An exciting design concept called “Continuous Productive Urban Landscape” (C-PUL) was introduced in 2005 by Andre Viljoen (ed.) in the book by the same title.

“CPULs will be city-traversing open spaces running continuously through the built environment, thereby connecting all kinds of existing inner-city open spaces and relating, finally, to the surrounding rural area. Vegetation, air, the horizon, as well as people, will be able to flow into the city and out of it… [CPULs] will be productive by providing open space for urban agriculture, for the inner-urban and peri-urban growing of food. The urban land itself, as well as the activity happening on it, will become productive: occupants will act and produce on the ground and with the ground.” (11).

CPULs, whether they, in fact, take the shape of a contiguous greenspace stretching through the whole city or – as is more likely – are more fragmentary and limited in extent, introduce the concept of a “fertile edge” to the city, a boundary between the rural and the urban systems. Boundaries like this, the places where two systems rub up against each other (you can think of the soil as a boundary between the earth’s terrestrial and atmospheric systems) have been shown to be highly productive and fertile both physically and culturally. Here the resources of both systems combine and form a third system, more dynamic and diverse than either of the parent systems. CPULs, therefore, have the potential to be highly productive agriculturally and highly adaptive culturally.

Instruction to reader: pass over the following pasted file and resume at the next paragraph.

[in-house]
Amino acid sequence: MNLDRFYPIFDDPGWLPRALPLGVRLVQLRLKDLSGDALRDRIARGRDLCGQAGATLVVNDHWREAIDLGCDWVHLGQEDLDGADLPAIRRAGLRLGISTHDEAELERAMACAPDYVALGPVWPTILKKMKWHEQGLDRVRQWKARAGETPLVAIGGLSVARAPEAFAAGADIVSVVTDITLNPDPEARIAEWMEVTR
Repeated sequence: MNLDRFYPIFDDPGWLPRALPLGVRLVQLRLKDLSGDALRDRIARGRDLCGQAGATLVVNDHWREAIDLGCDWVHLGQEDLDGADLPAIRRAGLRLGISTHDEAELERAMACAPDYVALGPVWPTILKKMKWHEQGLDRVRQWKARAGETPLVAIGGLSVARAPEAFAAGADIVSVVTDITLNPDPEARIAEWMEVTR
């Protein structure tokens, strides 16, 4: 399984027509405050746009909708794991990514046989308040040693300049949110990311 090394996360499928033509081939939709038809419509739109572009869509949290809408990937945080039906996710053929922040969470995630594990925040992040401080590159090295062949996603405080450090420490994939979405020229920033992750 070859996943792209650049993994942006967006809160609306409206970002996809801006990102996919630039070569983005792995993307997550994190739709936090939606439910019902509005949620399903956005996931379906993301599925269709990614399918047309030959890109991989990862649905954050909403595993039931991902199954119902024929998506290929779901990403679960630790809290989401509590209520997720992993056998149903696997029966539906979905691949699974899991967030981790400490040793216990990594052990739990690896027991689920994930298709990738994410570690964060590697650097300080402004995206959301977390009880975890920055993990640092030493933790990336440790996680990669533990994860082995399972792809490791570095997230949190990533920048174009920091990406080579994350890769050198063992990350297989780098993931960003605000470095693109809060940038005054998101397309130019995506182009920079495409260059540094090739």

Among the urban agriculture site elements to be integrated into CPULs are community gardens, small commercial and nonprofit farms, food forests, orchards and perennial edible landscapes, training and equipment sharing centers, composting sites, farmers markets and community food processing facilities. CPULs are woven from the fabric of vacant and abandoned land, underutilized roadways, public parks, public right-of-ways, and privately owned land. CPULs help cities recognize and cultivate a range of ecosystem services previously undervalued and untapped.